Mum will you play with me?

Written by Career Mums

14th February 2022


How many times have you heard that phrase only for it to be swiftly followed by a familiar feeling of angst? Your child, that fabulous little human who you love with every inch of your being, wants to play with you. And you don’t have the time. Or the energy. Or the necessary resources to juggle all the challenging daily demands that go hand in hand with being a Mum.

In a recent survey we asked you what your priorities were for the coming year. And, loud and clear, you told us you wanted to spend more quality time with your children. So, just how do we ensure the time with our kids is, indeed, quality? And how do we make sure we effectively build some into our daily routines? You don’t have to spend every waking minute switched on to your kid’s needs – just half an hour of regular quality time to reconnect will do a great job of strengthening those bonds. Below we explore some simple ideas to help you to make the most of your time together.


Let your child lead

Allow your child to choose the activity they want to do with you and respect their decision. If this is too much and you think they might suggest something outrageous, create an acceptable list together and let them pick. You are encouraging autonomy and your child will enjoy feeling like the boss.



Don’t try and use this time to question your child about school/life/hobbies/friendship issues. Let them take the lead and just listen. They might not want to talk to you about anything specific in the moment but, if they do, validate their feelings and ask them if they want to explore further.


Adapt to the needs of your child

If you have more than one child you are likely aware that children, like adults, are incredibly unique and come with their own set of needs. Quality time for one is not necessarily going to mirror quality time for the other. The child who wants you to play balloon tennis and throw socks at your head needs your energy and laughter. But the child who would prefer to sit and watch a movie with you, without a single solitary word passing their lips the whole time, will love you for your silence.  Don’t force your children to do what you think they should be doing. It might be your idea of quality time but that doesn’t mean it’s theirs.


Physical play

This doesn’t have to resemble a WWF match but physical play works wonders for building connections, especially for younger children. Even if you can only manage a thumb war, they will appreciate your playfulness and you are both likely to fall about laughing at some point.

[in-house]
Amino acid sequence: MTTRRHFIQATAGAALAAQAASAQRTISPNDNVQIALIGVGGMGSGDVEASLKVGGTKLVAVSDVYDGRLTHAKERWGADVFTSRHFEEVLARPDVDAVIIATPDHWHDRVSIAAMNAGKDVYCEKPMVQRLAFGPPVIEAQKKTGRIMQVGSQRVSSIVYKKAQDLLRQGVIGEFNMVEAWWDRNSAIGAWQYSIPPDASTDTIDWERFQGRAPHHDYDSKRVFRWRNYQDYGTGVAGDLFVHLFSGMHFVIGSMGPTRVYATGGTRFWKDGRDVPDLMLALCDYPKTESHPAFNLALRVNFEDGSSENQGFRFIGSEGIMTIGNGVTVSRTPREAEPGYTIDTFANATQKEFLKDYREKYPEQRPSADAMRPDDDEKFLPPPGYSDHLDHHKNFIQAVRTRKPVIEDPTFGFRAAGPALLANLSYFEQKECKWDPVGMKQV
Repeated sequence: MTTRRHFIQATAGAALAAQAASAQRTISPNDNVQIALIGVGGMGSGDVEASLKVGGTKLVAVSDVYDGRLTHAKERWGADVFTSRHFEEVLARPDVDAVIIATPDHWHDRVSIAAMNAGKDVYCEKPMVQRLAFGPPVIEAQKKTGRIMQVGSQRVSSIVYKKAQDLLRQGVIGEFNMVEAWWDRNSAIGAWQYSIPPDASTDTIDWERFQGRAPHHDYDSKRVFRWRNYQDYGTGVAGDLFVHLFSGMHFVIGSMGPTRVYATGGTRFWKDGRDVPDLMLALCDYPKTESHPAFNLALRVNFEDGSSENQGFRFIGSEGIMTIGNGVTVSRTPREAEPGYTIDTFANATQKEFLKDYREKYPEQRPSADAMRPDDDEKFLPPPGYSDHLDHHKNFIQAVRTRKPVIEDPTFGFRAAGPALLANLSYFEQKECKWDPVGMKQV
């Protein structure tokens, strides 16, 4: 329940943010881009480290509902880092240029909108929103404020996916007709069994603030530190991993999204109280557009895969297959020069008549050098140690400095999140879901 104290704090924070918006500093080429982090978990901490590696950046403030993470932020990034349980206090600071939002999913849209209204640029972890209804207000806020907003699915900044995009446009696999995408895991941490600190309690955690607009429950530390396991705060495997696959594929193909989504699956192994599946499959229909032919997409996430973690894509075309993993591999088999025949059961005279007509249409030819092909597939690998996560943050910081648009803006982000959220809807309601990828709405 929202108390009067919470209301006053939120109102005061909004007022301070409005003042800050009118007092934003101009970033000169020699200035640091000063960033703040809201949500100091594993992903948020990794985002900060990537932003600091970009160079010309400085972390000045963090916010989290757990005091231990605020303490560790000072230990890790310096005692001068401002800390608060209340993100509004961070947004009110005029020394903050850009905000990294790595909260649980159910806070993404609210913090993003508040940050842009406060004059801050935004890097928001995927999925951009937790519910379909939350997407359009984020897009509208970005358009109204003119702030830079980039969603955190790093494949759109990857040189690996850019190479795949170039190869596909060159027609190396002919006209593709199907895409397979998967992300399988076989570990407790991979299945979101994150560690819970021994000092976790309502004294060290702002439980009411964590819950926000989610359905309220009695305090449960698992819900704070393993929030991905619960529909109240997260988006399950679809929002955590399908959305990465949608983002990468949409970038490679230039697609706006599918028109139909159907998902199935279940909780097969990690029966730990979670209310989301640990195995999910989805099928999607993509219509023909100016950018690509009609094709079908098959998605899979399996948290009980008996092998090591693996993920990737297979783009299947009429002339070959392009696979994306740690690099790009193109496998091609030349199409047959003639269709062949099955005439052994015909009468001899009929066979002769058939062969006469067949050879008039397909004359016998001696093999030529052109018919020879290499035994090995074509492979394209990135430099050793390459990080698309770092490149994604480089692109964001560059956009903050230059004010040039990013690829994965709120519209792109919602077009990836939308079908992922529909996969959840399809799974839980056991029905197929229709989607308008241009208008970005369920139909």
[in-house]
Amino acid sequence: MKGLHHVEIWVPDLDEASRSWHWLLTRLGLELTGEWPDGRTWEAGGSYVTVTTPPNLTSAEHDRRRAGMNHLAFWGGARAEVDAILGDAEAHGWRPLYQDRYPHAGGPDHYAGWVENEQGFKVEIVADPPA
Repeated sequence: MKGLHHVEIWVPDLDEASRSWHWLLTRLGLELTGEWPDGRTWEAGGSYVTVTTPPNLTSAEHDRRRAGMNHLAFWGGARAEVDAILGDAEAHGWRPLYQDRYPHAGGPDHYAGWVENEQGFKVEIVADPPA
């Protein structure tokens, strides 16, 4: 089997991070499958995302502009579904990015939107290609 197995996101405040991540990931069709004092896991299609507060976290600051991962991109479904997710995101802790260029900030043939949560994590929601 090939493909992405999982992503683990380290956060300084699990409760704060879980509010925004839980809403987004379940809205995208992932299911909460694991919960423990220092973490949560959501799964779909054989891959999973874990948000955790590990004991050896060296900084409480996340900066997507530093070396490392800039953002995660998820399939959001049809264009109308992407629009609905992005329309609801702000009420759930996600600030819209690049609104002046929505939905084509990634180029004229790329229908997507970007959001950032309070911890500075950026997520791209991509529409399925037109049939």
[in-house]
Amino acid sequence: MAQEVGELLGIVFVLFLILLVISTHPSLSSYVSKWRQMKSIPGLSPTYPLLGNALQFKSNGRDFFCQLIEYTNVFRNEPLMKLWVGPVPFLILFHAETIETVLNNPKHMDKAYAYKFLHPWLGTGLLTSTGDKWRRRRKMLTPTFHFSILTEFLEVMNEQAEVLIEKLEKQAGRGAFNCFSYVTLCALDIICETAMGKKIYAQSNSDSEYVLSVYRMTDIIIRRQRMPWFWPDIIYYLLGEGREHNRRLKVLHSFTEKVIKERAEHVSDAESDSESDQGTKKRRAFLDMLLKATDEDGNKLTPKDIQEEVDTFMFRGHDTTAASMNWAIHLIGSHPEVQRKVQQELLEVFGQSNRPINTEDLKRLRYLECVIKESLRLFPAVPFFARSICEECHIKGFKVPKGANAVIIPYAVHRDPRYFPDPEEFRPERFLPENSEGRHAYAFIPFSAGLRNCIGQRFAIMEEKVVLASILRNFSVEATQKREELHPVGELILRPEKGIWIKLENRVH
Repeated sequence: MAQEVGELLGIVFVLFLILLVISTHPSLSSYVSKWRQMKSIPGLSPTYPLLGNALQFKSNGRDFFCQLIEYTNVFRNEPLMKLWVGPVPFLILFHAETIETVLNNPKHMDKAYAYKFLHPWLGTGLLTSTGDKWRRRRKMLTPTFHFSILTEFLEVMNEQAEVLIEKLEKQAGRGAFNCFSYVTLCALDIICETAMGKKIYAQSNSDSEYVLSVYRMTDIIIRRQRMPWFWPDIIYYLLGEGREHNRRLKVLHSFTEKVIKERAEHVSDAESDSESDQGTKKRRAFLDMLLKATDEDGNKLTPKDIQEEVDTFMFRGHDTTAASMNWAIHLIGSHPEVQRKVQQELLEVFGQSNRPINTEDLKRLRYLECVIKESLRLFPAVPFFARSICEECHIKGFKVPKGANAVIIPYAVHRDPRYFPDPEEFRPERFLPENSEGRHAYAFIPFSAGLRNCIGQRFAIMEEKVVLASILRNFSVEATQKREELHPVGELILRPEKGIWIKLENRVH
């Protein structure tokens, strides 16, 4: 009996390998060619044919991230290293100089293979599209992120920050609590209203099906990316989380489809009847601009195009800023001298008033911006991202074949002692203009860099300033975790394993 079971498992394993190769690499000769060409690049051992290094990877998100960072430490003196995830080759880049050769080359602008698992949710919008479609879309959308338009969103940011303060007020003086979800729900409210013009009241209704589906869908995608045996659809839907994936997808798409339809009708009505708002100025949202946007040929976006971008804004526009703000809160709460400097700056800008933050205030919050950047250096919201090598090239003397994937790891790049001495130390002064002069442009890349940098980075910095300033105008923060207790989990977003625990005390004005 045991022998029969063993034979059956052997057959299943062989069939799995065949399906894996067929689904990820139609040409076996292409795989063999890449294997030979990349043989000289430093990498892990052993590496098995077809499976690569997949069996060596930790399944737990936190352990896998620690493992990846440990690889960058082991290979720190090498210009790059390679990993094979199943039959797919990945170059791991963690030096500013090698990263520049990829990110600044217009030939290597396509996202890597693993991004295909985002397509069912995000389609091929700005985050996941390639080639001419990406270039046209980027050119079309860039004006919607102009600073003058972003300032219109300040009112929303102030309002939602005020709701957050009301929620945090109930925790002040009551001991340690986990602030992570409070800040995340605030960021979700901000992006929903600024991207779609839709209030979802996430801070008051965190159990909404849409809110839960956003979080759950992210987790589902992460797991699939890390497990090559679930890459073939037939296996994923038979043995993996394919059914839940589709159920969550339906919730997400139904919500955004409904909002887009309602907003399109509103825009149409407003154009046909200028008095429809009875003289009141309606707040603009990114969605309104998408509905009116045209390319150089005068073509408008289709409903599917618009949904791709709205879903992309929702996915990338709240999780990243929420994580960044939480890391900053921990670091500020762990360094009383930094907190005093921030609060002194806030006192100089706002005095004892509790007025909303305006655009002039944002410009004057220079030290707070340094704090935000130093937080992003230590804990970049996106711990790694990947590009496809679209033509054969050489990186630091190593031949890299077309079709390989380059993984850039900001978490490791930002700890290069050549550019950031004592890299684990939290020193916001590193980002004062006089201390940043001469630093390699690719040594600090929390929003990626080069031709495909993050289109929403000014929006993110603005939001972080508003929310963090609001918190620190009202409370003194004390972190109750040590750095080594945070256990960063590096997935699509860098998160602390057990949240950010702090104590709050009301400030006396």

Put your own needs aside

This might sound obvious, but we don’t just mean leaving your devices in the other room. We mean leaving your negative emotions at the door too. If you are more comfortable doing colouring but your child wants to dress up, try and understand where your resistance to dressing up comes from and put it to one side. You can reflect on your own feelings later.


Get creative

Does that fill you with dread? Are you fed up with glue and sticky paper and can’t bear the thought of another lego activity? Well, getting creative can just mean using your imagination. Most children will be happy if you stick your hand up a slipper sock and pretend it’s a person for half an hour. No sequins required.


Build time into your daily routine

Some children really enjoy helping out so ask them to prepare dinner with you, set the table or do jobs in the garden. Be playful in your approach to these activities and let your child know how much you relish their input. Older children might be less willing to help with household chores for “fun” but if 30 minutes before bedtime is achievable make sure you set time aside every night. Your child will benefit from the consistency, knowing they have an opportunity to share regular time with you and making them less likely to demand attention during the day.


Put away all your devices

How annoying is it when you try and talk to your teenager and they are staring at their screen? Enough said.


Real connection

Authenticity is vital for human connection. Your child wants you, not just your physical presence. If you agree to spend time with them and your heart isn’t in it, you might as well have handed them a note saying, “I don’t want to be here”.


And that’s why it’s important to remember that it’s ok to say no sometimes. Imagine if you asked your boss to spend time looking at a recent proposal you’d written, check some figures on a spreadsheet or offer feedback on a display you’d put together. Your boss puts down their pen and, with an enormous sigh, slowly hauls themself over to your desk, flops wearily into a chair and utters, exhausted, “Ok, show me what you’ve done. But make it quick, I have another meeting in 10 minutes and I need a coffee”. How do you feel? Pretty miserable? Rejected? Undervalued?

Well, guess what – if you’re not honest with your kids, they’re going to feel it too. If it’s too difficult to make it work in the moment, it’s ok to tell them. Gently encourage your child to suggest alternatives and agree a new time together. Younger children might enjoy sending you an invitation, giving them the gift of a creative activity to fill the void you were unable to plug in the present moment.

Remember, quality time doesn’t have to mean undertaking a big activity or spending mountains of cash. It’s about being together in the moment; connection takes place just as easily over a shared joke as it does a trip to a theme park. Just be honest, be authentic and enjoy it.


For further help and support around juggling life as a busy parent,  check out our Working Parents coaching programme. 

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